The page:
Experimental Testing
In order to test the modulator, a basic communication experiment was carried out involving QPSK modulation through a water tank. This modulation type was chosen in order to maximize the amount of data transferred given the bandwidth of the device. For the tested devices, the bandwidth was almost two megahertz, allowing a data rate of up to one megabit per second.

Data bits were generated on a PC and streamed via USB to a custom modulator that then used an arbitrary waveform generator to create a phase-modulated signal with a carrier frequency of 750 kilohertz. Individual data bits were mapped to shifts in phase to produce the signal. This modulation signal was combined with a DC voltage offset to tune the bridge to the chosen wavelength. The DC voltage produces a static deflection of the bridge cavity, and the modulation signal causes small deflections about this set point. The output signal was then amplified by a high-speed, high-voltage amplifier to electrostatically move the membrane.

The MRR, in a retroreflecting configuration, was mounted at one end of a water tank filled with municipal water. Maalox (aluminum-magnesium hydroxide), a commercial antacid typically used for simulating the scattering effects of ocean water in laboratory experiments, was added to the tank. The attenuation coefficient (light loss per unit distance) was measured using a C-Star transmissometer from WET Labs (Philomath, Oregon). A 532-nanometer solid-state laser was used to interrogate the retroreflecting modulator. The reflected light, modulated with the data, is returned along the same path and is collected by a two-inch parabolic mirror that focuses the return light onto a photodetector. The signal is digitized, demodulated and compared with the original signal to obtain bit error rate.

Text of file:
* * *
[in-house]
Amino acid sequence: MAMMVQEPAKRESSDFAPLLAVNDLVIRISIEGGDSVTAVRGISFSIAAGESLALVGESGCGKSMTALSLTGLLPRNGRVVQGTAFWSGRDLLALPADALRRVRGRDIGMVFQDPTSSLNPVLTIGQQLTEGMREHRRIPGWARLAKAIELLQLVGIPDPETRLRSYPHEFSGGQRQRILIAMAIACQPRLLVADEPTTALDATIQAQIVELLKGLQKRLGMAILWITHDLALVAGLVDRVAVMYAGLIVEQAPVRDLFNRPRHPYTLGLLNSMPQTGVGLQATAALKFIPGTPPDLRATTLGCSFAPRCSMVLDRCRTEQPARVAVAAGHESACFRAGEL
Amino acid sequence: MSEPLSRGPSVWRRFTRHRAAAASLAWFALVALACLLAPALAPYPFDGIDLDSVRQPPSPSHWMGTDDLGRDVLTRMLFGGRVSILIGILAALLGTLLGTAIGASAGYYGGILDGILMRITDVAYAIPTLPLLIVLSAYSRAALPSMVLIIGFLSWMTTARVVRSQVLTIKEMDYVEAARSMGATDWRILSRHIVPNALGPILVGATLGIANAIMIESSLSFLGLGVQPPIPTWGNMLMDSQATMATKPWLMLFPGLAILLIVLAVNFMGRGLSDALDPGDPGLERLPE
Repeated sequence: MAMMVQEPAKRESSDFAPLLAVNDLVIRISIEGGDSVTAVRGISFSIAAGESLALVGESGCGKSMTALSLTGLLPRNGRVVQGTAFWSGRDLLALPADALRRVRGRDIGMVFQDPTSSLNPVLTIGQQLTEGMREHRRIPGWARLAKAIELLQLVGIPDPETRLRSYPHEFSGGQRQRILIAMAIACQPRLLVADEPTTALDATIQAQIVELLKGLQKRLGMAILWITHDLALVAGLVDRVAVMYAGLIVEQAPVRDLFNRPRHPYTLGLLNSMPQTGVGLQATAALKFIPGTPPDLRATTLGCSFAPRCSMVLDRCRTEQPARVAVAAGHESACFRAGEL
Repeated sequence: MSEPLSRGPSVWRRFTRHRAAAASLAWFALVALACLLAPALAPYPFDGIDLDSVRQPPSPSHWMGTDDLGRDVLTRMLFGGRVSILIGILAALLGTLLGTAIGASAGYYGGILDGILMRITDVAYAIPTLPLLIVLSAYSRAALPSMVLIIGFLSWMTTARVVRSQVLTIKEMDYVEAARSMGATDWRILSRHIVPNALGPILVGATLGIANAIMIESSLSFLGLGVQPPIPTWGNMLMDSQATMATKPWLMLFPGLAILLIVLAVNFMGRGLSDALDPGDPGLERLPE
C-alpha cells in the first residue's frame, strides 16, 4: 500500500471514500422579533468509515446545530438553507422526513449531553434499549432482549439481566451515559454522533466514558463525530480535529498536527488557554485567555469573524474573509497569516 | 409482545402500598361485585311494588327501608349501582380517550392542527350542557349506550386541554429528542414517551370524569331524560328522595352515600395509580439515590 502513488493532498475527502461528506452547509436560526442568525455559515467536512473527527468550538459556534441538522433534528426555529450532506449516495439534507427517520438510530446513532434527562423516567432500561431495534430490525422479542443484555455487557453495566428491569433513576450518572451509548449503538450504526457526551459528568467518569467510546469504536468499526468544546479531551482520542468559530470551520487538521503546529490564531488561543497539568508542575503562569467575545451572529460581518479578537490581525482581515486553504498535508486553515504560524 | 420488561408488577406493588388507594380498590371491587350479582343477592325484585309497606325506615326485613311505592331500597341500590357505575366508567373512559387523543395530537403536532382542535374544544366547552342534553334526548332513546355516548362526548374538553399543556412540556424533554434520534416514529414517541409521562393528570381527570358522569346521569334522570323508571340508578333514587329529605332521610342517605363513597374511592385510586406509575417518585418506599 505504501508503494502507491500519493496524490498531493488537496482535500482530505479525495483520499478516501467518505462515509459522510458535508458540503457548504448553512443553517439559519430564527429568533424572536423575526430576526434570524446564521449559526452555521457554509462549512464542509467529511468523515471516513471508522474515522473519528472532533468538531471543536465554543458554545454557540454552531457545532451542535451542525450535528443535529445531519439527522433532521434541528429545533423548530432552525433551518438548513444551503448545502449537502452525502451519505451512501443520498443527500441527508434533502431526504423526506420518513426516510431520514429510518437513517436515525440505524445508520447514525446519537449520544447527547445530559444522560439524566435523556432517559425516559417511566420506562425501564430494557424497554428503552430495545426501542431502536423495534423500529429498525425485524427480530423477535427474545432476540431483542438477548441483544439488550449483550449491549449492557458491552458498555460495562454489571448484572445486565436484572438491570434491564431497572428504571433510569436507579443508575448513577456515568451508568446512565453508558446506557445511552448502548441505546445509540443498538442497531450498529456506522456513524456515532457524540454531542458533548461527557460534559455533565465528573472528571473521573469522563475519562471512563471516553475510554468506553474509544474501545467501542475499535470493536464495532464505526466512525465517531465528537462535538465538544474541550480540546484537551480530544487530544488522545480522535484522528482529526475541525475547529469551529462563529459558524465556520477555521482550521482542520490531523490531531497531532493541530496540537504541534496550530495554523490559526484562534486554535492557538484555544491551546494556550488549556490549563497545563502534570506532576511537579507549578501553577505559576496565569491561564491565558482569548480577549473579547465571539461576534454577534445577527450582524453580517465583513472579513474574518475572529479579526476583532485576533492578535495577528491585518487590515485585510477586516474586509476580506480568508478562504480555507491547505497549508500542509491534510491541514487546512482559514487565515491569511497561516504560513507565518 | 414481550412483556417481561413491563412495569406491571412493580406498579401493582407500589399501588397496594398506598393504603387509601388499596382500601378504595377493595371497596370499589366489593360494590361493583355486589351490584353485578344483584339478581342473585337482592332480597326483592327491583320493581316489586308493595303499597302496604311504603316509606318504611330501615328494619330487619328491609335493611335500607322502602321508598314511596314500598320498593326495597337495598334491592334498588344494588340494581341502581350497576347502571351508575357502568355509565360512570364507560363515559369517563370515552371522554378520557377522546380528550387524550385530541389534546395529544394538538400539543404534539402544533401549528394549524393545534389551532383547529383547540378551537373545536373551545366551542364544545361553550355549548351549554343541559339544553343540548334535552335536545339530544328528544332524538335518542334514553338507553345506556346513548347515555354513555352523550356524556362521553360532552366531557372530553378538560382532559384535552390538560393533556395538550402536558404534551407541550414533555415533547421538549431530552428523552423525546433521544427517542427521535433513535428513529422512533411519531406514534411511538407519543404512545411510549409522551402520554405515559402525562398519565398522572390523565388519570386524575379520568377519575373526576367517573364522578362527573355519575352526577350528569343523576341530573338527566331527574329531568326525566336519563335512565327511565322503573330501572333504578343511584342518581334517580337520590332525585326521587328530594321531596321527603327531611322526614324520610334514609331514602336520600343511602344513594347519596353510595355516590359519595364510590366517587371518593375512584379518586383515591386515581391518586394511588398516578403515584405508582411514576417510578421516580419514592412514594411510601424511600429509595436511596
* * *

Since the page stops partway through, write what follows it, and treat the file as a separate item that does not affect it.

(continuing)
Results
Using laboratory test tanks, the MRR was able to be tested at two distances, 3.7 meters and 7.7 meters. A 20-milliwatt laser was used for the tests, and the chosen wavelength was 532 nanometers (green). For each packet of data that was transmitted through the water, the water quality, measured in terms of its attenuation coefficient per meter, was measured along with the number of errors in the packet. A simple Reed-Solomon forward error correction scheme was also used to encode the data and correct some errors at the receiver. Using this scheme, the system was able to achieve error-free data transmission of up to 500 kilobits per second at 6.5 attenuation lengths, which is the multiple of the transmission distance and the attenuation coefficient of the water. At one megabit per second, the system was able to transmit data error-free at up to 5.5 attenuation lengths at 3.7 meters and up to 3.8 attenuation lengths over the 7.7 meter path. Since each attenuation length represents a loss of a power of e (63 percent, 86 percent, 95 percent, etc.), the received optical signal power at 6.5 attenuation lengths is close to 30 microwatts. More sophisticated error-correcting techniques would extend the system’s performance and the optical power of the interrogating system. More recently at North Carolina State University, compressed video data have been streamed from the retroreflector through the 3.7-meter tank.